California may have had more on the line than any other state when it came to Thursday's Supreme Court ruling on President Barack Obama's Affordable Care Act.
The nation's highest court ruled in a 5-4 decision that the individual health insurance mandate at the center of Obama’s landmark health care law, saying the requiring Americans to have insurance is permissible under Congress’ taxing authority.
And California could stand to be the most heavily impacted state in the nation on the ruling.
While 25 states have publicly announced their opposition to what opponents call "Obama Care," California has already started implementing certain provisions of the law. And the state could be the biggest beneficiary of the law by pulling in an estimated $15 billion.
And with more than 7.2 million Californians, or about 19 percent of the state's population, uninsured, the state has its reasons for trying to be a model for the rest of the country.
Texas has the second highest number of uninsured residents at 6.2 million, or about 25 percent of its population.
California has already barred insurers from refusing coverage for children with pre-existing conditions and young adults are already allowed to stay on their parents' health care plans until the age of 26.
Professor Peter Keane, who teaches constitutional law at Golden Gate University Law School in San Francisco, said Thursday's decision will have an enormous impact on the lives of Californians.
"What it does it continues the provisions of the health care act that people find significant," he said. "This has enormous effect on the health care in California."
And that is important for some working in the medical field.
As horrible as it may sound, Dr. Caroline Hastings, a pediatric oncologist at Children’s Hospital in Oakland, said she personally has known "hundreds" of children with cancer who have not received the care they need because their parents’ insurance companies have treated cancer as a pre-existing condition and denied coverage.
Still, while Hastings was thrilled with the Supreme Court decision, she was skeptical of how it would actually play out.
"It’s great,” she said. “But how is it feasible? What insurance product will be available that is comprehensive and affordable? Or, I worry that the insurance that will be affordable will be like not having insurance at all."
Cities such as San Francisco have their own universal health care measures that are up and running in some form.
While the historically liberal state has people on both sides of the issue, Sen. Dianne Feinstein applauded the decision as a major vistory for California.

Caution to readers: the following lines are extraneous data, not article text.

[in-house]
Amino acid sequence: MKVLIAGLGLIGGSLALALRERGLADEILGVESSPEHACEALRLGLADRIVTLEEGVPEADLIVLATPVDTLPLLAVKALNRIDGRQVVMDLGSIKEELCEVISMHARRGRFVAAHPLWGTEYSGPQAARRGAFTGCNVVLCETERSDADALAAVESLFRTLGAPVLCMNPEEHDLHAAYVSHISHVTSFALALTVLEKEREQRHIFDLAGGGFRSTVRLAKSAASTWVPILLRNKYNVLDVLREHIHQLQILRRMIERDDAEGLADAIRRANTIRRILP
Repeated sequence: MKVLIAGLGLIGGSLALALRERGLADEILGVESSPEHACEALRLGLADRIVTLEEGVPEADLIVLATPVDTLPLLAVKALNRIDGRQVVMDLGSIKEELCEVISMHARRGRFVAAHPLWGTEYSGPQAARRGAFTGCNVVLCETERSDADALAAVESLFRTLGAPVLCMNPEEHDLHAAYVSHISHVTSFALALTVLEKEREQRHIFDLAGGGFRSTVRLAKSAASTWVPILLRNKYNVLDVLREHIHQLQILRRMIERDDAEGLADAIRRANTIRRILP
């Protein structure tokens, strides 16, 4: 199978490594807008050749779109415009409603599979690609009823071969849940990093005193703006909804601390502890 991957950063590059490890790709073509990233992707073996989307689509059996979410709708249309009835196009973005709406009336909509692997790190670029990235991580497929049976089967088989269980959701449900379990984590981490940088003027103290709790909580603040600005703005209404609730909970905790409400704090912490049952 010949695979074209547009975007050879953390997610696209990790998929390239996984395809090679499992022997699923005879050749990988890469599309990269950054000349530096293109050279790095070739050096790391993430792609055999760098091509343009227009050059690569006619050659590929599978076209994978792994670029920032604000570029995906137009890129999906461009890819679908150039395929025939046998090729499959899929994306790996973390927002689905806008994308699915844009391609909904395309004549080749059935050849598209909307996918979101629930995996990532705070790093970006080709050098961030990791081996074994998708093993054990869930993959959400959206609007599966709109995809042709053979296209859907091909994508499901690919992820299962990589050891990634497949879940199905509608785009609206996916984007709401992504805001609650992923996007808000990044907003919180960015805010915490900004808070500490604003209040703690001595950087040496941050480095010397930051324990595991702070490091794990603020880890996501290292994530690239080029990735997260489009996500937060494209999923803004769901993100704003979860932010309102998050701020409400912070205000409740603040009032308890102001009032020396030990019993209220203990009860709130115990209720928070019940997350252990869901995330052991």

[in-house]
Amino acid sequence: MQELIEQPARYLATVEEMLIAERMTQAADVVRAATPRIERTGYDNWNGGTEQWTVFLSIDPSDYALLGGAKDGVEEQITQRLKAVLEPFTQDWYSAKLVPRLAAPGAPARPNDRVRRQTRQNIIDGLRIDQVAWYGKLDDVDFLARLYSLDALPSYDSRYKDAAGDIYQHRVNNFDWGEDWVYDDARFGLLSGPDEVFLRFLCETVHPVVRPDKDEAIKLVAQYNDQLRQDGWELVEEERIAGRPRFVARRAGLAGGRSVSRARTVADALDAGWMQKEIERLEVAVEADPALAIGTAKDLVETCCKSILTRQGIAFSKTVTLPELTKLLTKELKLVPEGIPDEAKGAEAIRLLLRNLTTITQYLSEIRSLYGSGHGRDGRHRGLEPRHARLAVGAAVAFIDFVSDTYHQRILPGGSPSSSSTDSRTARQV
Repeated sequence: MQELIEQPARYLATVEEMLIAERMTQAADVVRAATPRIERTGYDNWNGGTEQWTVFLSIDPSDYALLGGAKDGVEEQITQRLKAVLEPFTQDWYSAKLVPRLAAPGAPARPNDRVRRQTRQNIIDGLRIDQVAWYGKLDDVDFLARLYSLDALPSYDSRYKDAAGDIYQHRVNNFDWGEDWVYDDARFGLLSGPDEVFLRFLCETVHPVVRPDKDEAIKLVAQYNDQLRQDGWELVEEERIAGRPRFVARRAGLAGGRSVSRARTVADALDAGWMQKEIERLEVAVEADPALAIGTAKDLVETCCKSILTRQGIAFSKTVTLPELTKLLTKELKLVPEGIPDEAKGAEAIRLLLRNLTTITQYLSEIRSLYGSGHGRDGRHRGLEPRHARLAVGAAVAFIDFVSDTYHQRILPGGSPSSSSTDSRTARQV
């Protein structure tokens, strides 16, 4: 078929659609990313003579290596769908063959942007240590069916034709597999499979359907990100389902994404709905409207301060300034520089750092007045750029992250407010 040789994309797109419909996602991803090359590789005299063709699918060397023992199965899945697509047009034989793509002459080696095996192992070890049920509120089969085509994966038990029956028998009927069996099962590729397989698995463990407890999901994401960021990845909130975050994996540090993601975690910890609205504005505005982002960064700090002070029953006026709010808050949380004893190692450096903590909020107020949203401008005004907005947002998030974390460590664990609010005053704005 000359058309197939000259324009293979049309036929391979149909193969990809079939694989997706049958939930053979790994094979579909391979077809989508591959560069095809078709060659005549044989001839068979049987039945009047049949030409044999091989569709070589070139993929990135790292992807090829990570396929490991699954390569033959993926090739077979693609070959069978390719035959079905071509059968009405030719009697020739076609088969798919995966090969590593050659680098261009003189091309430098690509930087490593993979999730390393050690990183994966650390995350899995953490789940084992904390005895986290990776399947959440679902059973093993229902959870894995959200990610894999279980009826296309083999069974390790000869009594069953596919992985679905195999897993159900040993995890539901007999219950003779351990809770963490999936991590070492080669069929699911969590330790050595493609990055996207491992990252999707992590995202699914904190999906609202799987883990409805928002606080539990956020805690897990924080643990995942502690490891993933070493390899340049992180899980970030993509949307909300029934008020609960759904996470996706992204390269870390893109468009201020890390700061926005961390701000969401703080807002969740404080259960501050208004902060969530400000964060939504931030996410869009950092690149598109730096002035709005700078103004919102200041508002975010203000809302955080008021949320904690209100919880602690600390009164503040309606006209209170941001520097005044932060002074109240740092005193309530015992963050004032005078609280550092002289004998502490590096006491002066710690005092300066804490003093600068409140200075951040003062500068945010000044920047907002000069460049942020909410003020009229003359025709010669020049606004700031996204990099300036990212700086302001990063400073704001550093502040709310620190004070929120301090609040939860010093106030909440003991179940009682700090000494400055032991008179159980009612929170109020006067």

"Because of today’s decision, California will receive an estimated $14.5 billion in federal funds designated to increase insurance coverage—including an estimated $5.5 billion annually to help low and middle-income residents purchase insurance in the exchanges and an estimated $9 billion a year to insure newly eligible Medi-Cal beneficiaries," she said, while acknowledging while the ruling was controversial.
Democratic House Minority Leader and San Francisco resident Nancy Pelosi took to Twitter to express her delight over the ruling.
"Victory for the American people!" She wrote. "Millions of American families and children will have certainty of health care benefits (and) affordable care."
Pelosi said she was scheduled to appear on NBC's "Meet the Press" on Sunday to discuss the historic Supreme Court ruling.
Beyond California, Keane said Thursday's Supreme Court ruling changes 200 years of how the Constitution's Commerce Clause, which has historically been interpreted to allow Congress to regulate anything that impacts interstate commerce, has been implemented.
"It's one of the landmark rulings of the supreme court over the course of the last two centuries because it completely upends the new deal court under (President Franklin) Roosevelt," he said. "Justice (John) Roberts sort of turned it on its head."
The ruling will be one that will defines Roberts' career, according to Keane. Especially since Roberts is a conservative justice who was appointed by President George W. Bush in 2005 after the death of Chief Justice William Rehnquist.
Roberts was largely expected to vote in line with the four other conservative justices who ruled against the health care measure Thursday.
Senior Editor Lisa Fernandez contributed to this report.